N.59: Lisandro Alonso’s Jauja (2014) is his 5th feature with 7 total credits (including short-films) that goes back to 1995.
N.58: Corneliu Porumboiu’s The Second Game (2014) is his 5th feature in an oeuvre that goes back to 2000 (including 6 short-films).
N.57: Jodie Mack’s New Fancy Foils (2013) is her 27th work in a career of experimental short films that goes back to 2003.
N.56: Albert Serra’s Story of My Death (2013) is his 7th features in an oeuvre that goes back to 2003.
N.55: Alain Guiraudie’s Stranger by the Lake (2013) is his 7th feature, along with some television work and short-films, that goes back to 1990.
N.54: Denis Côté’s Vic + Flo ont vu un ours (2013) is his 7th feature and with his earliest work going back to 2005.
N.53: João Pedro Rodrigues and João Rui Guerra da Mata’s The Last Time I Saw Macao (2012). It is Rodrigues’ 4th feature with his first being from 2000 (O Fantasma) and earlier short-films and documentaries going back 1988. It is João Rui Guerra da Mata 1st feature in an oeuvre that includes 4 short-films that go back to 2007.
N.52: Lucien Castaing-Taylor and Véréna Paravel’s Leviathan (2012). It is Castaing-Taylor’s second feature after Sweetgrass from 2009. Also Paravel’s second feature after Foreign Parts (which was made with J.P. Sniadecki) from 2010.
N.51: David Cronenberg’s Cosmopolis (2012) and Leos Carax's Holy Motors (2012). Cronenberg’s 20th feature film with his first Stereo from 1969 and earlier short-films going back to 1966. Carax’s 5th feature since 1984 (Boy Meets Girl) along with a short-film in 1980.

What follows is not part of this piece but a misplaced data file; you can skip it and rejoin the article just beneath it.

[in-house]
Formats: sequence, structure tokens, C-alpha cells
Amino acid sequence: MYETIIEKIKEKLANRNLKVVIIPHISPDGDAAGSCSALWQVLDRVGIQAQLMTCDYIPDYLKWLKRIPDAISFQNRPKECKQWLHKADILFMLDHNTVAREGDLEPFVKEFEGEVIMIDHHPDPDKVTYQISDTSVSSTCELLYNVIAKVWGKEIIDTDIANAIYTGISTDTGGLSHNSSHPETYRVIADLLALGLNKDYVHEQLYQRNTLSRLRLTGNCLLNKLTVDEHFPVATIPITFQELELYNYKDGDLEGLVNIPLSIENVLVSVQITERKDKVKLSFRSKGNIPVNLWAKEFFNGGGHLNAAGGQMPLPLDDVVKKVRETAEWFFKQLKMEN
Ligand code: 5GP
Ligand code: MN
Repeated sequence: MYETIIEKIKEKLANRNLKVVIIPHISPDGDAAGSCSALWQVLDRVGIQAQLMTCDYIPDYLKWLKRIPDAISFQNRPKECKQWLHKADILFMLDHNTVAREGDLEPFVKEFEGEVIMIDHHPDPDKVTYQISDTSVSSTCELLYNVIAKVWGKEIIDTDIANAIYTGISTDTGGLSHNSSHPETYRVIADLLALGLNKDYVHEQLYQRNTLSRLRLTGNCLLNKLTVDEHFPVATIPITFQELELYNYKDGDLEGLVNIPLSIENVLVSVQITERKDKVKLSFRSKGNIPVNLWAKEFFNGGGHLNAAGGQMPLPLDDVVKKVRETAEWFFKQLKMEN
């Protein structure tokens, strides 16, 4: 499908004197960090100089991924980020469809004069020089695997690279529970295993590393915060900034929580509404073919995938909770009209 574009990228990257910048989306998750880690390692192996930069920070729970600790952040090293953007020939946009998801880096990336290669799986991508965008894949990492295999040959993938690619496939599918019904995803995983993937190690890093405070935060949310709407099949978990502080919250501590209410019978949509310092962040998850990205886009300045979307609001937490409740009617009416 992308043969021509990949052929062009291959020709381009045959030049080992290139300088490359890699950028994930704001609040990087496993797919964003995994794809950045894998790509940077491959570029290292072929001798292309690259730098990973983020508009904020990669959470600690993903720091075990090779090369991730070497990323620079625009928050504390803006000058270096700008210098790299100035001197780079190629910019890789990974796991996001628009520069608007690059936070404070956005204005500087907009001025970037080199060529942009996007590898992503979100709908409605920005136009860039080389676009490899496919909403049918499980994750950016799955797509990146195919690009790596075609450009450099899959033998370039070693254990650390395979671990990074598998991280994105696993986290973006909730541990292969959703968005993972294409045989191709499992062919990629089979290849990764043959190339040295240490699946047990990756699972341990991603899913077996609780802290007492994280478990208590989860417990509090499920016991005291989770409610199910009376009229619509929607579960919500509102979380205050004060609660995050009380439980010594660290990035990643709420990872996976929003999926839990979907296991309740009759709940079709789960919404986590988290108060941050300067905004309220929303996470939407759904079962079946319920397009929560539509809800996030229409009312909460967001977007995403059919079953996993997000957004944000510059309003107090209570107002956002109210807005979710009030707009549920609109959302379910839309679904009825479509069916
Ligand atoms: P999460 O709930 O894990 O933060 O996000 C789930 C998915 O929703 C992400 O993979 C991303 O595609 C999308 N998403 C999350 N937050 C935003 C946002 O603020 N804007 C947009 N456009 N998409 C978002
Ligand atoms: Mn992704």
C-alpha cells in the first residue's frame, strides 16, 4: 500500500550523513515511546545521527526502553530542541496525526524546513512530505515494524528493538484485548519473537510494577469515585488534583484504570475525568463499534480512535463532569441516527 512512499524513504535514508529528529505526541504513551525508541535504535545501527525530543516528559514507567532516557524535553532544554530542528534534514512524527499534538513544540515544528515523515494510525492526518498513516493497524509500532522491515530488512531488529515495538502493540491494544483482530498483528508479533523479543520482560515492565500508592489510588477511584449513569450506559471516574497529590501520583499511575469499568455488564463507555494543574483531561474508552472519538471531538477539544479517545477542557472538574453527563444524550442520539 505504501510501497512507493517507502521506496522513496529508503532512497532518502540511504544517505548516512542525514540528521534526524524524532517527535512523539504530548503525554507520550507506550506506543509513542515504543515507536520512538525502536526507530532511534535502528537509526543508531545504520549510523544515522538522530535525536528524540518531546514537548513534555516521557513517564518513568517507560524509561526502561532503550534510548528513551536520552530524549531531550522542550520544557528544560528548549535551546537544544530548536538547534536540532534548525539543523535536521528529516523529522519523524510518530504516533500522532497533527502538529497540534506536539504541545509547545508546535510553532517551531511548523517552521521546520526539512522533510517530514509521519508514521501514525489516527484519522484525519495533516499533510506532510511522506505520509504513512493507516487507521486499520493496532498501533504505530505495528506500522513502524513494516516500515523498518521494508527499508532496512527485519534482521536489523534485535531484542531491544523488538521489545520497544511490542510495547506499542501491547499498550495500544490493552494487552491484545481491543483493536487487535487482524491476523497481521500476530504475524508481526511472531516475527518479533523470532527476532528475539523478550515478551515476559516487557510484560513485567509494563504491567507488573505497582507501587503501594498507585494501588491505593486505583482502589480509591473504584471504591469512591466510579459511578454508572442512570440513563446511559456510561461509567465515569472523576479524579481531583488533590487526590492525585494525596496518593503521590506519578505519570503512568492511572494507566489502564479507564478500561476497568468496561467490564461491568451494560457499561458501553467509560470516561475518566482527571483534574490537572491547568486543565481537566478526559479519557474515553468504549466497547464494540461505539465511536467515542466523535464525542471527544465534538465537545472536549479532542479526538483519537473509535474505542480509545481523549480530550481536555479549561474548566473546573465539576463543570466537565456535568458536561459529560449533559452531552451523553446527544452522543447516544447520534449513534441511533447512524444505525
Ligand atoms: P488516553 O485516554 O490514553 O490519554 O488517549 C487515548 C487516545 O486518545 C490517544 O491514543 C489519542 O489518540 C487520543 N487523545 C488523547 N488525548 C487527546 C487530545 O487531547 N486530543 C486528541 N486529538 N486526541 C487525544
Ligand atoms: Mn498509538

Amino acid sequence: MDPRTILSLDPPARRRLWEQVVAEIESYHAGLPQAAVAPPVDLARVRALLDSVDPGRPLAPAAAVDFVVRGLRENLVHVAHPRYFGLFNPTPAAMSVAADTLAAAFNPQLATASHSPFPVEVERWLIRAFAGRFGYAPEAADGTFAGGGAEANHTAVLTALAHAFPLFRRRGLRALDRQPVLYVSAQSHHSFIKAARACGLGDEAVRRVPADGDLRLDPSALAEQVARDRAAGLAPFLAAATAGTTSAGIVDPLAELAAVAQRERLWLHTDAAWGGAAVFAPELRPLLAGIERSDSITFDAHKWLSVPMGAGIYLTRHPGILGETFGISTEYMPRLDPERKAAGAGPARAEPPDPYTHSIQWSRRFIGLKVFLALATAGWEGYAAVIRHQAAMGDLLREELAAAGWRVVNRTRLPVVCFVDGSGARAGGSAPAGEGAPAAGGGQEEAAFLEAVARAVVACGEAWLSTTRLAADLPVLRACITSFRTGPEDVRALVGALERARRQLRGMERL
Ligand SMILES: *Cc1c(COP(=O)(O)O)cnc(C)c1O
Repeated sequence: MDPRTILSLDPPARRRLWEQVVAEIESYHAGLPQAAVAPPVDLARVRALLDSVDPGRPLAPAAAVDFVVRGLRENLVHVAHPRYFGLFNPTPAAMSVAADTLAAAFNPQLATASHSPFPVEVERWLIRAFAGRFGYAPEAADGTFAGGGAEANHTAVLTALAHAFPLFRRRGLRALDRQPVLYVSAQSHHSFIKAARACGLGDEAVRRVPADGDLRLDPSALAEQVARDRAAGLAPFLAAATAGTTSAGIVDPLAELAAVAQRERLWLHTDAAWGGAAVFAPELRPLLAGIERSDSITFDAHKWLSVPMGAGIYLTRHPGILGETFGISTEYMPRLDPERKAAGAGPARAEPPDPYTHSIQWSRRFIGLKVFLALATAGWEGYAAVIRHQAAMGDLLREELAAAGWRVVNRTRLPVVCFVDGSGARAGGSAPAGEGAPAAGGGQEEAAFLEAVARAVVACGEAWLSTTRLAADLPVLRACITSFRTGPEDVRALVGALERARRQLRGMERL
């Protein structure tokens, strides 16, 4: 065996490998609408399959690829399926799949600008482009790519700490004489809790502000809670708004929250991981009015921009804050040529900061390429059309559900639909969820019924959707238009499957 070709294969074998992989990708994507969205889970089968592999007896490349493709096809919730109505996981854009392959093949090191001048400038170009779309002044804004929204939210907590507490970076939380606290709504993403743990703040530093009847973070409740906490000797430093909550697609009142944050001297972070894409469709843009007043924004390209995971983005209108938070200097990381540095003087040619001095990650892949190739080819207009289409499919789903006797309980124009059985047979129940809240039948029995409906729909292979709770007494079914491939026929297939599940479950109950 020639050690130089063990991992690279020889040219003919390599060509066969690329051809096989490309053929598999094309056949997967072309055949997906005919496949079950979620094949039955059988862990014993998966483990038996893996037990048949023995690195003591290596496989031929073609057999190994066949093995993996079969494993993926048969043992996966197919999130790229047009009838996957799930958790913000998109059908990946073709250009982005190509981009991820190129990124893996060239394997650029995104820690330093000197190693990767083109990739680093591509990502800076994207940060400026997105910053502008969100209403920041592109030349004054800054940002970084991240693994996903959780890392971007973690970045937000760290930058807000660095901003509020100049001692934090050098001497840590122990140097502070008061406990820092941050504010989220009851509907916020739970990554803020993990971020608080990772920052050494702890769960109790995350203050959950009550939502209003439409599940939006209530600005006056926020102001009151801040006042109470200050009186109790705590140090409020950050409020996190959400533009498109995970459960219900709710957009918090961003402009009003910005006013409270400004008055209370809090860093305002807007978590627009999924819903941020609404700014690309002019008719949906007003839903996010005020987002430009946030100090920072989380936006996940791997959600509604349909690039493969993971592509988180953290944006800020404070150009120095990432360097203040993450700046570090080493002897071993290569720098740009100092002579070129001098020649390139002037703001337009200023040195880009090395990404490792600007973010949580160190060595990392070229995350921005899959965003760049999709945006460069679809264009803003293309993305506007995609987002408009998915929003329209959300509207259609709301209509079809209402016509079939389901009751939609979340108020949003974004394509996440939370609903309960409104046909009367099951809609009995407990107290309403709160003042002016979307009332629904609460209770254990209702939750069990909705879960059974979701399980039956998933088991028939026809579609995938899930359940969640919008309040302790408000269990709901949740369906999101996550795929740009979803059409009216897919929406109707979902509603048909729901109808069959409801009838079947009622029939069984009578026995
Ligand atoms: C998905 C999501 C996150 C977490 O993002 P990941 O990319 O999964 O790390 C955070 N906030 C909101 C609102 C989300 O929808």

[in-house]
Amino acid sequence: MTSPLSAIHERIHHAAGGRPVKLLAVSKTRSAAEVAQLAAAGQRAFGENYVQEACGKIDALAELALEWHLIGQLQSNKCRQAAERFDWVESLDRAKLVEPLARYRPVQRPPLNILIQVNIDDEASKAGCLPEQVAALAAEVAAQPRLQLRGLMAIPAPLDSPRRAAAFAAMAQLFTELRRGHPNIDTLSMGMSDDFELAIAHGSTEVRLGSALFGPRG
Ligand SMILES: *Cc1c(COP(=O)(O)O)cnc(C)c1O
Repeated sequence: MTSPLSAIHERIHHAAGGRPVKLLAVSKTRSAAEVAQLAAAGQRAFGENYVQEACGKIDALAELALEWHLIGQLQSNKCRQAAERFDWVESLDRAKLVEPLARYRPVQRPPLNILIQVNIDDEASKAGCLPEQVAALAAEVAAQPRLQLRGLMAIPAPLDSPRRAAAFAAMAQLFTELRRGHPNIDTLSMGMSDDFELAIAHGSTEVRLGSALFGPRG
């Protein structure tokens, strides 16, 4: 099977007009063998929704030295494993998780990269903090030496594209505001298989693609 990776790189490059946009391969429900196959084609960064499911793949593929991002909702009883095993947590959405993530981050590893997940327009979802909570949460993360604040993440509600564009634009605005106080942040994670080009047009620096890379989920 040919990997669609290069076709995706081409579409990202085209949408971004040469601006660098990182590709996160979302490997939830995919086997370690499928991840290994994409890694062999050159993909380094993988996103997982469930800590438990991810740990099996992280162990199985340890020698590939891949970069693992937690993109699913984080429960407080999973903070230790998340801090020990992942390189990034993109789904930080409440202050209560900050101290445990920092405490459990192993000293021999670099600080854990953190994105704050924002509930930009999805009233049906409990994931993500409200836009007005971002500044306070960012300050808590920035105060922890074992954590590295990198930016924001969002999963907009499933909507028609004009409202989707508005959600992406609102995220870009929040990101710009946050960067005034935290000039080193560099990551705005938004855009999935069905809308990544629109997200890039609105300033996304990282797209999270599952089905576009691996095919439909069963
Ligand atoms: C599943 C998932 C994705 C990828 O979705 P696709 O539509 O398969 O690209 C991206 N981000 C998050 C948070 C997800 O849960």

N.50: Miguel Gomes’ Tabu (2012) is his 3rd feature since 2004 (The Face You Deserve) with 5 earlier shorts going back to 1999.
Of these eighteen covers that spans a bit more than four years: fifteen of the films can be classified as world cinema, two of them as experimental (Klahr, Mack) and one as a documentary (Leviathan). With a caveat being that they are all somewhat hybrid as they take up forms proper to a variety of types of filmmaking. Of this list there is only one returning filmmaker which is Miguel Gomes for Tabu and Arabian Nights. The cover status of these films arrive at different stages in the filmmakers' oeuvre: there were eleven filmmakers which the film is between their 1st to 5th film, five which the film is between their 6th to 10th, three between their 10th and 20th (Klahr, Maddin, Cronenberg), and finally three with more than 20 (Akerman, Hong Sang-Soo, Mack).

Any reader of Cinema Scope already knows that it’s a serious film magazine that builds upon a rich history of film criticism (far from the gossip, reviewing and hot-takes of most contemporary journalism). The feature cover essays and interviews provide a model of both the type of privilege forms of filmmaking and of writing at the magazine. The highest amount of cover feature essays are by its chief editor Mark Peranson with six of them (Ade, Gomes, Maddin, Costa, Serra) which strongly dictate the editorial line of the magazine and then all with two of essays there's Adam Nayman (Cronenberg, Petzold), Jordan Cronk (Klahr, Poromboiu), and Phil Coldiron (Mack, Leviathan).

But finally it's the filmmakers themselves who propel themselves to the covers - making work that's relevant, challenging, productive, invigorating, troubling, beautiful, affective. A glimmer of hopeful light for troubling times.